Even before Mensing, a California court had found branded drug manufacturers could be liable to a generic drug user.9 The court held because generic and brand-name drugs were required to be identical, a physician’s reliance on the brand-name drug’s warning in prescribing a generic drug was foreseeable. 10 Further, the court held that a pharmacist’s substituting a generic for the brand-name drug as permitted or even required by state law or insurance was also foreseeable. For these reasons, the court concluded a brand-name drug manufacturer may be responsible for injuries caused by a generic drug.11

Since Mensing, more consumers have pushed for innovator liability in other jurisdictions, but with only limited success. For instance, after plaintiffs succeeded on the theory before Alabama’s highest court, the Alabama legislature changed that state’s law to prevent such claims. But just last month, a California appellate court affirmed that innovator liability remains the law in California and consumers can hold brand-name drug manufacturers responsible for injuries caused by generic drugs.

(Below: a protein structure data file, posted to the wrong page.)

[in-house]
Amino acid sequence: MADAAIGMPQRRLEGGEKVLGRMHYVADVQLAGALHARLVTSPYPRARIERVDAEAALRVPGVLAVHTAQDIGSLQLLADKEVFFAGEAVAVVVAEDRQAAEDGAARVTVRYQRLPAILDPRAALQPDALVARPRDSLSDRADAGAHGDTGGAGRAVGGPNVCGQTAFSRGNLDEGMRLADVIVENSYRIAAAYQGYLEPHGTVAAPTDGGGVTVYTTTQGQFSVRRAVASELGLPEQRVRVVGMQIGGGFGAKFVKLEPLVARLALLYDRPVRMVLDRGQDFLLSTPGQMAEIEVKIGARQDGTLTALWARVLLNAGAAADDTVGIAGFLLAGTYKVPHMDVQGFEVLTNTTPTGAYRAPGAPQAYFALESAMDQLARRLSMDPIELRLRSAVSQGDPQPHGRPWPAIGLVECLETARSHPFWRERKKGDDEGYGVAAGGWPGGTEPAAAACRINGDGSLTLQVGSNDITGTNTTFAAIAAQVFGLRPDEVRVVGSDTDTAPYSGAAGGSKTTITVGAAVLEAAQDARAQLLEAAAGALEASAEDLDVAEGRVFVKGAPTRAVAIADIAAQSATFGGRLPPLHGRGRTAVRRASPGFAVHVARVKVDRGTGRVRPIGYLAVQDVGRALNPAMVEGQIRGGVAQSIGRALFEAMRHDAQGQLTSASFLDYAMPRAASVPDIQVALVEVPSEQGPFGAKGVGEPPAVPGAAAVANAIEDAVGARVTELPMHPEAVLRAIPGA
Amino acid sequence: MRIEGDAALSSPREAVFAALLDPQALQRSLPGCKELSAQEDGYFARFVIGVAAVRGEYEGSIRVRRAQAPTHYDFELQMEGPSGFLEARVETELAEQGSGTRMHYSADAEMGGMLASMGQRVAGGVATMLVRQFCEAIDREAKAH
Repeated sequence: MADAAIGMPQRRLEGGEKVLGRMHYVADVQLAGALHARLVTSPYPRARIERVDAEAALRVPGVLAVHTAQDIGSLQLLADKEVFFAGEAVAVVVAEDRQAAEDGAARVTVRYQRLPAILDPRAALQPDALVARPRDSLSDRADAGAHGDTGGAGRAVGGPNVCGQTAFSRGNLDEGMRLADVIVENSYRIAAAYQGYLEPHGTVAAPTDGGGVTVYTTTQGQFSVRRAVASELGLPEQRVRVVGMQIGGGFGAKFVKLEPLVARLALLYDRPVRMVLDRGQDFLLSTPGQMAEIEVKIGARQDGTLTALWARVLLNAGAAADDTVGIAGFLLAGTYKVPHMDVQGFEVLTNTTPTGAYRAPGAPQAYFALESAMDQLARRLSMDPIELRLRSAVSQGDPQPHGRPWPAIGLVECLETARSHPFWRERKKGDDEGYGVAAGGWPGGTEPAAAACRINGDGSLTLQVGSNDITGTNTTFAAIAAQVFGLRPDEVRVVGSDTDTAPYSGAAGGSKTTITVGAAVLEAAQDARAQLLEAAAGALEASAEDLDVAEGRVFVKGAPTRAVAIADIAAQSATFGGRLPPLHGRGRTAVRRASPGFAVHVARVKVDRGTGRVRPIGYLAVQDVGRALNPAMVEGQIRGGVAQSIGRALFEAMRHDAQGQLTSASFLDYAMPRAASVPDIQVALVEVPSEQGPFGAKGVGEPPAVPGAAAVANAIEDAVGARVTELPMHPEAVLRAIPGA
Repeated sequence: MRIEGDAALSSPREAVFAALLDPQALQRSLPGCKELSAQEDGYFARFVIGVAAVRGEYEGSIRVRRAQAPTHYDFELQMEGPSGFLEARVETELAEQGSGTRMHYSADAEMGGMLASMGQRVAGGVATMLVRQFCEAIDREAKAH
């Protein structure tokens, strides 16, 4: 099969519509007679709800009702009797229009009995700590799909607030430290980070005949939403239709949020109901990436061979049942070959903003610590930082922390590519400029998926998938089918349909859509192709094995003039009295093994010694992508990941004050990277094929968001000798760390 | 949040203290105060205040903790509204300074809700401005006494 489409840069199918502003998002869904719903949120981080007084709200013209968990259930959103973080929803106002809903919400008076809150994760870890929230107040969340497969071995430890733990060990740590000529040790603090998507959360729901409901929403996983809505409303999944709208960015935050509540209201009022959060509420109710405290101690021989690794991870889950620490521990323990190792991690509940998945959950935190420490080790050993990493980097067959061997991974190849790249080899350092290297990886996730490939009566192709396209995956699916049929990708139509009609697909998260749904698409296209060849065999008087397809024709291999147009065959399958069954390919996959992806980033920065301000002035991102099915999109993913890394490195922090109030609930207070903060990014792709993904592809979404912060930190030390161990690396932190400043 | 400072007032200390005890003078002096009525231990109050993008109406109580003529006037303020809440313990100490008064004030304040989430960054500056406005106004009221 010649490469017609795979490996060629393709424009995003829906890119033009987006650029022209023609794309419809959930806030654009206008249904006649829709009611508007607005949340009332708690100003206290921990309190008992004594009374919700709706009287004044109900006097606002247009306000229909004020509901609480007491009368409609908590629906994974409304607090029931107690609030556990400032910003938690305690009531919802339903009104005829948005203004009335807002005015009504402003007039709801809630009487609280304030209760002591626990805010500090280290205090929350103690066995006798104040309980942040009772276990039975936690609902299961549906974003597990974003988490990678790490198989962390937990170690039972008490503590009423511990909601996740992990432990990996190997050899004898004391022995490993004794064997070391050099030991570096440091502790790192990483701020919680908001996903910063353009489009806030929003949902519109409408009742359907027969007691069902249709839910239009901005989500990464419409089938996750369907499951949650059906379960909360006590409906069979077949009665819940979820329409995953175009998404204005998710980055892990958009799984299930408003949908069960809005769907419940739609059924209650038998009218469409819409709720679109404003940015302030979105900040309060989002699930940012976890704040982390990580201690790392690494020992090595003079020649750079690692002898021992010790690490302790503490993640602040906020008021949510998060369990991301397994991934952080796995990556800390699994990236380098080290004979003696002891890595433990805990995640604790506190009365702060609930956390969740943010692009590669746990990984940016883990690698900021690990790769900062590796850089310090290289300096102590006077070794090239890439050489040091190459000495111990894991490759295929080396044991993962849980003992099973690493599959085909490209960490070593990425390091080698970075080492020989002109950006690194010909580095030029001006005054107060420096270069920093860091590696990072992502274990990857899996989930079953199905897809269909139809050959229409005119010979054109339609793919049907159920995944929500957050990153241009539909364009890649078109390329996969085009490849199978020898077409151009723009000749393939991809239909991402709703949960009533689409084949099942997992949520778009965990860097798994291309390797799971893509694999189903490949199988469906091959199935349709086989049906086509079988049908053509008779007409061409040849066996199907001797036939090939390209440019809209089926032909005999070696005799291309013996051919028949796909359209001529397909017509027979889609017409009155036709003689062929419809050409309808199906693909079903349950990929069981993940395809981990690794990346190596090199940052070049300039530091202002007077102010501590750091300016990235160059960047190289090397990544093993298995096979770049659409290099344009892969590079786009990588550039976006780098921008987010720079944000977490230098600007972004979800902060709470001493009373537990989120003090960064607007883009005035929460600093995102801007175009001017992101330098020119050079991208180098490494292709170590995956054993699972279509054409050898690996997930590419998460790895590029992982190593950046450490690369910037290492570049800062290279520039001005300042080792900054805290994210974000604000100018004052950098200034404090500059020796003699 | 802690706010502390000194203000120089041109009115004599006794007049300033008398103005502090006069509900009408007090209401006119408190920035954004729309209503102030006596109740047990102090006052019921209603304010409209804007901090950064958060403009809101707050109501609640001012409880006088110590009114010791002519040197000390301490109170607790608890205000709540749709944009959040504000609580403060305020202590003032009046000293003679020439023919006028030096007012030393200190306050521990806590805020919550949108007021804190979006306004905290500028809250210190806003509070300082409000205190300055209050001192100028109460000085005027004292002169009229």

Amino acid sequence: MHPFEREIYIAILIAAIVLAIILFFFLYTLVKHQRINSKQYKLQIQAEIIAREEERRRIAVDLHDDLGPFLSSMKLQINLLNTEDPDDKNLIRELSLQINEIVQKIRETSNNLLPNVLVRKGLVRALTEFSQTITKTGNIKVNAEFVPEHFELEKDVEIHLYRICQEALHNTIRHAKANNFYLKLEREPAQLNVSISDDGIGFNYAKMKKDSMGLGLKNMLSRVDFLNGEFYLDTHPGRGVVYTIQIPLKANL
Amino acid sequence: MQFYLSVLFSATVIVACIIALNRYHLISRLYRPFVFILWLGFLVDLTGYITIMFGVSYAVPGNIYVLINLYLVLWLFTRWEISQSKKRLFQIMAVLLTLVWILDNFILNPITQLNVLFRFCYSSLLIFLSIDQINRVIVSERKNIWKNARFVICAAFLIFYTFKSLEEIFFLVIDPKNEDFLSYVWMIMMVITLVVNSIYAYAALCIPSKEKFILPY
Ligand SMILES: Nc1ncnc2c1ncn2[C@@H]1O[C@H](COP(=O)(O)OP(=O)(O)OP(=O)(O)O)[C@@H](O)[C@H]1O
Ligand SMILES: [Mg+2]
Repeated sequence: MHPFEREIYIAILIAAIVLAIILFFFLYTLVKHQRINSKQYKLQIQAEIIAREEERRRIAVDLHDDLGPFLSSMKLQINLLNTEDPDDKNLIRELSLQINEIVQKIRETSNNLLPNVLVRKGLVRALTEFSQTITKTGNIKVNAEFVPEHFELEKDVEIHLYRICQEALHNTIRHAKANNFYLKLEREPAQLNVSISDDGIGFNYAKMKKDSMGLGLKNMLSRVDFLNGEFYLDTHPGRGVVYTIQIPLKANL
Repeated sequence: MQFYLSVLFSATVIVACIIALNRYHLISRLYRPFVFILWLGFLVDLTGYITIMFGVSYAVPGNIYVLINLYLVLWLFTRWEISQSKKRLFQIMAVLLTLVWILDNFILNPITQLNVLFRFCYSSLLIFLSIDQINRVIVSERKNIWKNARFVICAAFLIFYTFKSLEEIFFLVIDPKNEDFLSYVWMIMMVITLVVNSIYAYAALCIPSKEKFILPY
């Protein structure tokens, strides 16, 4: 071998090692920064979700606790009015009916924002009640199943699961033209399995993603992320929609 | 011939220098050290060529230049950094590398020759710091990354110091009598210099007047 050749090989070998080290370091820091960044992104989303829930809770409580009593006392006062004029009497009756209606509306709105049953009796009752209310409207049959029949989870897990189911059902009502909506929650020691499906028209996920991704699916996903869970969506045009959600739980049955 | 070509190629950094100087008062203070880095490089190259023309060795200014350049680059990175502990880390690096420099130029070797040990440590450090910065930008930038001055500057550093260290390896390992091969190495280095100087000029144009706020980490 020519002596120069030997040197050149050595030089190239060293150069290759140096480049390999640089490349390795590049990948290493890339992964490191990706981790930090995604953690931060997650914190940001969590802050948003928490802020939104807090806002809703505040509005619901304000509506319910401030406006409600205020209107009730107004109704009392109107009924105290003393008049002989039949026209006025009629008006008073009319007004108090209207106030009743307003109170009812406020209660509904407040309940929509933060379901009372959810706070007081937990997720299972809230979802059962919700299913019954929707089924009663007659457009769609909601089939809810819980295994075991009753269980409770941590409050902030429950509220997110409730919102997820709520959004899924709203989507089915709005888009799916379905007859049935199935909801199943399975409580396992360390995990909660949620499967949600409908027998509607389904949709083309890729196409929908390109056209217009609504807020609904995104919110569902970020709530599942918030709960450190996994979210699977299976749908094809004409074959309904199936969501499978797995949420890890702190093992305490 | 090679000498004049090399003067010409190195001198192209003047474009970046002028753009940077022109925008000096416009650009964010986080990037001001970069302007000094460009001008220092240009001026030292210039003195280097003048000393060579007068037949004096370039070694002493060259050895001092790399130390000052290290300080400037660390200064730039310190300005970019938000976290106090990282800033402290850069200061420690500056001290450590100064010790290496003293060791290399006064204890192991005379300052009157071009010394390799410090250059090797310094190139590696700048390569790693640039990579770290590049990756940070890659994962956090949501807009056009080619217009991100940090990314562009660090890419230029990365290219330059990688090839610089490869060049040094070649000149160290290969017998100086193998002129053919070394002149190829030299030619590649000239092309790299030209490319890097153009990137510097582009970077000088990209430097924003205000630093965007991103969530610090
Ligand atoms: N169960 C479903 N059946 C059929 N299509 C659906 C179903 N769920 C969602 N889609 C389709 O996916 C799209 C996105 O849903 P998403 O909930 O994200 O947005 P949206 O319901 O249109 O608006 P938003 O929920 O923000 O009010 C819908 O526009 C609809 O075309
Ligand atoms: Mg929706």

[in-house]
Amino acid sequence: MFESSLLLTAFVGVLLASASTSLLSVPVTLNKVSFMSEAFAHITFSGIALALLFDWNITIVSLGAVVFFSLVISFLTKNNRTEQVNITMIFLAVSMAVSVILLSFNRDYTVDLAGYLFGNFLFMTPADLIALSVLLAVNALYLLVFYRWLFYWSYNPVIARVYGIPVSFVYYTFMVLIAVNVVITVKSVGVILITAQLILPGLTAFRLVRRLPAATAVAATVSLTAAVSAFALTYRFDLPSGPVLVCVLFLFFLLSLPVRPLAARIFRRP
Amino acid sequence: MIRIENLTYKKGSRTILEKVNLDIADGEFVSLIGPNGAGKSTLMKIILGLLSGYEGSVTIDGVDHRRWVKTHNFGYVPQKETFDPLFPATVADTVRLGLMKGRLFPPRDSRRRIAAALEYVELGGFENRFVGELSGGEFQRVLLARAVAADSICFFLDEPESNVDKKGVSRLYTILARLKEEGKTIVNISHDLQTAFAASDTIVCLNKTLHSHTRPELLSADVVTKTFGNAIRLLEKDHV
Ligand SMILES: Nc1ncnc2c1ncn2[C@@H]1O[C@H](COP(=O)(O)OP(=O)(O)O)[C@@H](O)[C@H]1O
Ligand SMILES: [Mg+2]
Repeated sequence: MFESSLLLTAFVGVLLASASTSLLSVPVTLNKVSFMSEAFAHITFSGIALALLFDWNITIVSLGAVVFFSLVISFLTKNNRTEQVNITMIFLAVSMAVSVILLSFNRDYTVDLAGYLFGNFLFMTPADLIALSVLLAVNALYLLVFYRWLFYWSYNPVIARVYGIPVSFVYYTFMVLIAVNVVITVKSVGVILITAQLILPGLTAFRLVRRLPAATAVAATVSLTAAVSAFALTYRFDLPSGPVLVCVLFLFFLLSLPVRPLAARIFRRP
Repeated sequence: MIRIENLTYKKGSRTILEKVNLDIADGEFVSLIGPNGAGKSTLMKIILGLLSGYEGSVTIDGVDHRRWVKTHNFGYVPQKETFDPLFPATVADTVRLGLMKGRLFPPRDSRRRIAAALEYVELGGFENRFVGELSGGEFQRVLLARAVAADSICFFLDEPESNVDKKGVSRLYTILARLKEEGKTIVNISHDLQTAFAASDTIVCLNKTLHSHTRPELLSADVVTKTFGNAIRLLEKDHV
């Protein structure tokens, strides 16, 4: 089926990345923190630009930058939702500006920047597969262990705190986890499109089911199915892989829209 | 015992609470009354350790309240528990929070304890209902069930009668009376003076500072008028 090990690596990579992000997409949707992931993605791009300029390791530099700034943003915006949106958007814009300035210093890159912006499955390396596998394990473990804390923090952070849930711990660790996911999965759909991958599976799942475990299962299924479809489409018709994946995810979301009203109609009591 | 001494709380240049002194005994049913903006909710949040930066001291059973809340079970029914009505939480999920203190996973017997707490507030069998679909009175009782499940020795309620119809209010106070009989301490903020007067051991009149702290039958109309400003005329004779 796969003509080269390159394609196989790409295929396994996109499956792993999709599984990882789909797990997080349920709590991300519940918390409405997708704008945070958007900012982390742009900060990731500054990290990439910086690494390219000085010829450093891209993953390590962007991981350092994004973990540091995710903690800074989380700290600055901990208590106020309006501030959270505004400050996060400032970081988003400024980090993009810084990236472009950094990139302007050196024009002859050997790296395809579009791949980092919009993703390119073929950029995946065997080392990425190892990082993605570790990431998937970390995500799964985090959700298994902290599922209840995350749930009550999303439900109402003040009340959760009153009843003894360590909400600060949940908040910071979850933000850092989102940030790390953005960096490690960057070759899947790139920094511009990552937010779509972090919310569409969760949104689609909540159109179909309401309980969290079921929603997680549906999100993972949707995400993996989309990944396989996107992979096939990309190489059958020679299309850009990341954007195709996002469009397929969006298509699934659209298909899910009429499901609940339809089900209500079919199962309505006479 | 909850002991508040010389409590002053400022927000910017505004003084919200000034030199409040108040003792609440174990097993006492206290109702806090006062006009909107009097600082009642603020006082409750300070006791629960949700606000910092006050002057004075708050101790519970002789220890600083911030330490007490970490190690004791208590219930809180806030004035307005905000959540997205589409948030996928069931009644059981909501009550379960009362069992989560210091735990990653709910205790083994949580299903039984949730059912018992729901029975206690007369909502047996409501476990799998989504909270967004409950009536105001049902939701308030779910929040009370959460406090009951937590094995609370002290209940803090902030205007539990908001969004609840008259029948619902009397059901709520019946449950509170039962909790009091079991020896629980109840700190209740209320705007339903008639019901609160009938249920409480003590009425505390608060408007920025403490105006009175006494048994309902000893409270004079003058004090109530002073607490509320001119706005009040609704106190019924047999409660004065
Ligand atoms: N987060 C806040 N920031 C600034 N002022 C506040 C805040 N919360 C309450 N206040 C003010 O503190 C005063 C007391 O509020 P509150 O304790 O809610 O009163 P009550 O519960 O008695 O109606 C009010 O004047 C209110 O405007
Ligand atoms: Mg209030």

Mensing foreclosed state failure-to-warn cases against generic drug manufacturers. Since that decision, both the federal government and consumers have attempted to negate its effect. While generic drug manufacturers have been largely (though not entirely) successful in resisting efforts by the plaintiffs’ bar to evade Mensing’s dictates, the landscape remains in flux. The FDA’s proposed rule was widely anticipated as likely to force a return to the pre-Mensing state of affairs, with branded and generic drug manufacturers equally at risk for failure-to-warn claims. The FDA rule, if ultimately promulgated, would almost certainly breathe new life into failure-to-warn claims against generic manufacturers. But with the rule’s future in doubt, the plaintiffs’ side will — in the interim — continue to explore new avenues to circumvent Mensing’s effect. Both the industry and the plaintiffs’ bar must closely watch these developments.